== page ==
Patient advocates mean to educate patients on hospital’s service
“We want current and future patients to know they can come in for health concerns,” said Neima C. Nuñez, patient assistant representative in the patient advocate office at William Beaumont Army Medical Center.
According to Tulula Barber, patient representative coordinator with WBAMC, WBAMC wants to communicate it is the health care facility of choice because of earned trust over years of service. The command wants prospective patients to know they will be heard, their concerns addressed, and there is a mechanism in place to satisfy requirements.
All prospective and current patients may refer medical issues to the patient advocate office if there is no resolution in the clinic or service visited.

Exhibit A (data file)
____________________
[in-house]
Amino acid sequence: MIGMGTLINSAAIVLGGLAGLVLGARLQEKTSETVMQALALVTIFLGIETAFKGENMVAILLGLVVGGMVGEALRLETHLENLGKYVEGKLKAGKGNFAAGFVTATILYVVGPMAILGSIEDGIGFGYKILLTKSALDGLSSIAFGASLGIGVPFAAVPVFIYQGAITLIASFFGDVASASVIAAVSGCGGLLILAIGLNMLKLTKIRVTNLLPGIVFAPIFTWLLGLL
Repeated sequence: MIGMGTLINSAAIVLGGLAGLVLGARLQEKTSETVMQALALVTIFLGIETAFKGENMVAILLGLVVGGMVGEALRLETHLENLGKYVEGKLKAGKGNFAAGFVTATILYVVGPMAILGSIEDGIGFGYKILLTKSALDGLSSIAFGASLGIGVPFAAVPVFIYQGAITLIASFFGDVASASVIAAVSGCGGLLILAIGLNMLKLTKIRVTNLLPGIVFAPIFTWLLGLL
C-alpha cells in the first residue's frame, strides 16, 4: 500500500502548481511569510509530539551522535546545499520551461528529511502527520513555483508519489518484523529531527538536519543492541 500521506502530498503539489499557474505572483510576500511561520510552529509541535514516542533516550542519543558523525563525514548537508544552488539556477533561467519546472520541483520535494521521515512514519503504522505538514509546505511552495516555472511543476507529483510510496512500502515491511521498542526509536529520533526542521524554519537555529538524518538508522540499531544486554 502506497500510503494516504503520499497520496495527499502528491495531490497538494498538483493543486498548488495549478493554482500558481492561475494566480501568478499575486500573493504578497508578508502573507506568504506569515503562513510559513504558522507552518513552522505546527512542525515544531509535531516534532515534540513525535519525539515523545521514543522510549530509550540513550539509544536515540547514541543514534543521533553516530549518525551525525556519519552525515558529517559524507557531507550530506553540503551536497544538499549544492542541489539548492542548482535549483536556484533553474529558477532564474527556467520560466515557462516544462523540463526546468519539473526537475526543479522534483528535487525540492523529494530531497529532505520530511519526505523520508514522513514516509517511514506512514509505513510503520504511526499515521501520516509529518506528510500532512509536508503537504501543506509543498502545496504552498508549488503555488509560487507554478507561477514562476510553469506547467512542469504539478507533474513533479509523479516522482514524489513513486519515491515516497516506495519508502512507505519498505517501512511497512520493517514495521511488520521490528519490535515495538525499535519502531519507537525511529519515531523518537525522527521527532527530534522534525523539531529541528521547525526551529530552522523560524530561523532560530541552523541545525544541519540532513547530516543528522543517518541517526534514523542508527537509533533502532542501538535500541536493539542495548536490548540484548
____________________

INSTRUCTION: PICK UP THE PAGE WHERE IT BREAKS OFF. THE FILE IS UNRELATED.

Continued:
“I sit down, speak to patients and address whatever concerns they have,” said Nuñez. “We are guides. We don’t advocate outcomes; we assist with resolutions.”
Some of the services offered, such as allergy, dermatology, cardiology and obstetrics and gynecology, are at times limited because of the availability of assigned physicians. Nevertheless, all eligible Soldiers and dependents receive uniform health care.
“There is a time frame when shortages in some of the specialty services occur,” said Julia Yubeta a public affairs specialist for WBAMC. “They have to limit services because of availability of assigned physicians. We are constantly working on expanding our services, so that everyone gets their health care, here.”
To learn more, visit Room 3B6 on the third floor of WBAMC from 8 a.m. to 4 p.m. or call 742-2692 or 742-2508.
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